“In the first year, [students] learn the basics of public speaking and how to make their voice heard in the government,” Kataria says. “[In the] second year, we pair them with mentors and have them start working on a passion project, whether it’s trying to get a law passed or doing exten-sive research in a certain area, such as representation in STEM [science, technology, engineering, and math] fields.”
The focus on civic engagement marks a shift from the PFA Institute’s earlier emphasis on preparing local students for public-speaking tournaments. Kataria is collaborating with teens she met through competitions, the International Congress of Youth Voices, and the Women’s March Youth Empower team to recruit high school– and college-age mentors and establish PFA Institute chapters across the country. “We hope to create a network of trailblazers that keep … giving back to their community,” she says.
Clearly, Kataria has a busy senior year ahead—and beyond that? “I want to major in political science, get a degree in civil rights law, and … I’d like to play a representative role in our national government,” she says. “For any 12-year-old who doesn’t think she sees herself in a decision-making role in the future, I want to … give a little bit of hope.” —Melanie Anderson
Want to make your voice heard? Kataria shares her tips here.
Chef and Co-owner, Café Ohlone
Lives: San Lorenzo
Soft-boiled quail eggs with walnut oil and bay salt. Dandelion soup cooked with Indian potatoes, wild onions, and duck fat. Sweet acorn pancakes with hazelnut butter, blackberries, and honey.
No, this isn’t the menu at a hip Scandinavian restaurant; rather, they’re a few of the dishes at Café Ohlone, where Vincent Medina and his business partner, Louis Trevino, use indigenous East Bay ingredients to put a modern spin on the food eaten by their Ohlone ancestors hundreds of years ago. Medina says the eatery, which opened last year inside UC Berkeley’s University Press Books store, was a natural extension of Mak-’amham, his organization dedicated to resurrecting the traditional Ohlone diet and sharing it with tribal members through gathering trips, cooking classes, and dinners.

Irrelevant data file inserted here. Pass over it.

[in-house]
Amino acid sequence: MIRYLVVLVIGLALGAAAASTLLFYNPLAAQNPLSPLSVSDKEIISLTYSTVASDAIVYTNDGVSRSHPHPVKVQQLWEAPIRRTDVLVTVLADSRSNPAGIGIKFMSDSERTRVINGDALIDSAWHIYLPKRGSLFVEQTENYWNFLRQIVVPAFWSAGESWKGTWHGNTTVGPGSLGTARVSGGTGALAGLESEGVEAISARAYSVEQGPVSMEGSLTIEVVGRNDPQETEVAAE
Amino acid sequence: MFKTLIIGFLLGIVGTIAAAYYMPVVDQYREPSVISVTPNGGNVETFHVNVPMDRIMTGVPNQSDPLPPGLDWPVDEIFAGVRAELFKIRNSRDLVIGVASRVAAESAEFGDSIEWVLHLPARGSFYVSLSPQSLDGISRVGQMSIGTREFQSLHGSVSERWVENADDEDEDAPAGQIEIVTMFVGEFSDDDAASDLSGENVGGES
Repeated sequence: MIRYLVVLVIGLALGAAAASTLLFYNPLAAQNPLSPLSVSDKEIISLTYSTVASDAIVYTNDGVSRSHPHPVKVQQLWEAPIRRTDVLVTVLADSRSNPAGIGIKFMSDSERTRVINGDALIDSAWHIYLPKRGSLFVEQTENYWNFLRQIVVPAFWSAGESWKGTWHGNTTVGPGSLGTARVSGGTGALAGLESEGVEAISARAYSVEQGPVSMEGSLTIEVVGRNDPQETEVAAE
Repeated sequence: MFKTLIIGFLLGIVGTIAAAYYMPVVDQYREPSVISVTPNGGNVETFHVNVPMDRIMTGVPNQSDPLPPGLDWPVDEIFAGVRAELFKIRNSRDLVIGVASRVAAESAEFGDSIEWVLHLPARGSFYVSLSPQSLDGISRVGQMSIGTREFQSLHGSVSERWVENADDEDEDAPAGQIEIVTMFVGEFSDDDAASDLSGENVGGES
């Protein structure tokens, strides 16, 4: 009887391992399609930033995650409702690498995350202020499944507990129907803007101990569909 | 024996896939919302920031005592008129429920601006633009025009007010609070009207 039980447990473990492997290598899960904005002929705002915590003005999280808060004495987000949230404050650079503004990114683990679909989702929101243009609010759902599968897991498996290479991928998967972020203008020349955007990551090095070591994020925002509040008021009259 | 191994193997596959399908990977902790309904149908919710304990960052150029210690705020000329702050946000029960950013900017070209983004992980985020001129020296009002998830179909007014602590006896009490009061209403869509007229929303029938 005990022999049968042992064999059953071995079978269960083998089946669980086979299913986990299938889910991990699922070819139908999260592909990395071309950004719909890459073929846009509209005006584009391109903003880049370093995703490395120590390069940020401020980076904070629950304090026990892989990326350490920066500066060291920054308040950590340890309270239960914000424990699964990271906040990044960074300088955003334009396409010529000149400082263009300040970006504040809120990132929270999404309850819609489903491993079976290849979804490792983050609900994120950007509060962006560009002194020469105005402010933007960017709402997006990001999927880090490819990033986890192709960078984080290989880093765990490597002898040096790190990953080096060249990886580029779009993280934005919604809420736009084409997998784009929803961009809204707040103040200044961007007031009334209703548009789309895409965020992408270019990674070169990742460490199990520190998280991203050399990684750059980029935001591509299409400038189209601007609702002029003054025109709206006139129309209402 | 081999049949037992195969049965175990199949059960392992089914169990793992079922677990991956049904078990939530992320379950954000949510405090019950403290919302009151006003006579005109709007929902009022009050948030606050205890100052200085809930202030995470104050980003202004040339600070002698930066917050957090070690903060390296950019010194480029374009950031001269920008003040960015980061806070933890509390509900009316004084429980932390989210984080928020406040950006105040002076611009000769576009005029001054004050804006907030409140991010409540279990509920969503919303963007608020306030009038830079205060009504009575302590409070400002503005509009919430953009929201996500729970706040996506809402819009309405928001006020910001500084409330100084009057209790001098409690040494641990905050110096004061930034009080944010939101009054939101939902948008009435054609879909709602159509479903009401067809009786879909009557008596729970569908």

The café serves as an accessible way to connect with the East Bay’s Native culture. “We want to revive practices that those generations before us kept alive,” Medina says, “and see them flourish in the world a second time.” —E.F.
Education Specialist, Ygnacio Valley High School
Lives: Walnut Creek
Works: Concord and Moraga
English Teacher, Northgate High School
Lives/Works: Walnut Creek
On September 27, 2018, Kelly Perkins and Rosie Reid of Mount Diablo Unified School District were named Contra Costa County’s 2018–2019 Teachers of the Year.
Reid (left, bottom), an English teacher who went on to become a 2019 California Teacher of the Year, focuses her lessons on diverse voices, challenging sexism, racism, and homophobia. She also launched an equity task force on the Northgate High campus and a community-wide Anti-Racist Educators and Lovers of Education discussion group. “I don’t wait for someone else to change our broken systems,” Reid says. “I don’t slow down to go fast. I just go.”